Urbanisation is helping fuel the spread of dengue

The mosquitoes that pass on dengue fever, known as Aedes mosquitoes, may prefer rural or urban/residential areas, depending on which species they are.1 This could mean that growing, more crowded, cities in endemic areas are increasing the rates of dengue.2,3 

The mosquito species that mainly live in urban and rural areas can be different:4



The mosquito's life cycle is divided into four stages, with the initial three stages taking place in water.3Aedes eggs have adapted to urban areas by becoming more resistant to drying out and higher temperatures. As water supplies are readily available in urban areas, residents do not need to store water inside and around the house. So instead, it's possible that the young mosquitoes are using concrete drainage systems as their habitat, as they require clear but not necessarily clean water.1  

Containers can become breeding sites for Ae. aegypti mosquitoes.4


As mosquitoes adapt to urban areas, together with the increasing spread of urbanisation, the number of dengue cases has grown.2,5 What’s more, the heat trapped by buildings increases the temperature in urban areas, which can in turn increase the numbers of mosquitoes. This, alongside the fact that people tend to live close together in cities, all contribute to increasing rates of dengue. In particular, unplanned urban areas can encourage dengue as the poor sanitation, overcrowding population, and deficient infrastructure, favour the spread of Aedes mosquitoes.6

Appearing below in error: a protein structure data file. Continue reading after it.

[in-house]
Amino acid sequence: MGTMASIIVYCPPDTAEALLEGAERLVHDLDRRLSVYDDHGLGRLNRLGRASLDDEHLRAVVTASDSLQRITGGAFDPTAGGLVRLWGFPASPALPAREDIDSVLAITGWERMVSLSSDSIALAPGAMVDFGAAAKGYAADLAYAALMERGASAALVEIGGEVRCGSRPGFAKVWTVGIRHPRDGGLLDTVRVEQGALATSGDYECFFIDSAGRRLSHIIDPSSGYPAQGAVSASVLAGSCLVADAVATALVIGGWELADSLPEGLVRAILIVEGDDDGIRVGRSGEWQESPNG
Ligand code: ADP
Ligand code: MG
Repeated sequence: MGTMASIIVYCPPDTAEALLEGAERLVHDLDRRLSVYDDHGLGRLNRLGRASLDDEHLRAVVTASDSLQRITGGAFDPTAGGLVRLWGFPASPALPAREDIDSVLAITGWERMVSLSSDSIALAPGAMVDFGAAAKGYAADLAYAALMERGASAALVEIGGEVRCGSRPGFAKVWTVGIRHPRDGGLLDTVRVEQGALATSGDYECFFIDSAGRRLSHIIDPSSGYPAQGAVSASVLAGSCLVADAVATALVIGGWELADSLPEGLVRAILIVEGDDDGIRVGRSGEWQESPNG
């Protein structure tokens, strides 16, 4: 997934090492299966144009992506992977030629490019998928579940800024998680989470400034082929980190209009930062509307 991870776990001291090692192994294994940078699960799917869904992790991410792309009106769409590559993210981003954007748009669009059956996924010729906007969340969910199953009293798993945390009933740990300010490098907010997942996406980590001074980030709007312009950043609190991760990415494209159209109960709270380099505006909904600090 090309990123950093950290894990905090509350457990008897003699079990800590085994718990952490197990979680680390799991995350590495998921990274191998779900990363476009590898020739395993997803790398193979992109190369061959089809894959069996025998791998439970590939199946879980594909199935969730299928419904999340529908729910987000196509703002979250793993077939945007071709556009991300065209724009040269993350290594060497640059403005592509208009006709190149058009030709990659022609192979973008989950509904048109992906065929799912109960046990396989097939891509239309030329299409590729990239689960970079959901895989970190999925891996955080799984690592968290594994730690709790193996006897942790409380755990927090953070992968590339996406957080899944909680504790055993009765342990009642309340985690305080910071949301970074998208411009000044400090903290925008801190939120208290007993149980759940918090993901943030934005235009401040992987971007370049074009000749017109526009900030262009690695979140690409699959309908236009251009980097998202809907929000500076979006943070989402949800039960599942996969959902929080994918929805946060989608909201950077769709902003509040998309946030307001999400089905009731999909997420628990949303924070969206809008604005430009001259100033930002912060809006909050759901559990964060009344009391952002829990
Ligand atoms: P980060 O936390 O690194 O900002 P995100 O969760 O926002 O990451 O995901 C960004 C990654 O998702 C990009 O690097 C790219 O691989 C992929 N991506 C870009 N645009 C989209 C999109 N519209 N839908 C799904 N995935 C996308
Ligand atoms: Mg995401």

The increased urbanisation of the world is helping dengue expand to new regions.6 More people than ever before need to understand the risk of dengue, and the steps they can take to help protect themselves from this disease.

  1. Wongkoon S, et al. Indian J Med Res. 2013;138(3):347-53.  

  1. Do TT, et al. BMC Public Health. 2014;14:1078.

  1. Rodrigues H, et al. Seasonality effects on Dengue. In: Proceedings of the 14th International Conference on Computational and Mathematical Methods in Science and Engineering, CMMSE 2014 3–7July, 2014. Available at chrome-extension://efaidnbmnnnibpcajpcglclefindmkaj/https://repositorium.sdum.uminho.pt/bitstream/1822/37059/1/seasonality_…. [Accessed September 2023]  

  1. Polwiang S. BMC Infect Dis. 2020;20(1):208.

  2. Yuan HY, et al. Sci Rep. 2020;10(1):4297.    

  3. Kolimenakis A, et al. PLoS Negl Trop Dis. 2021;15(9):e0009631.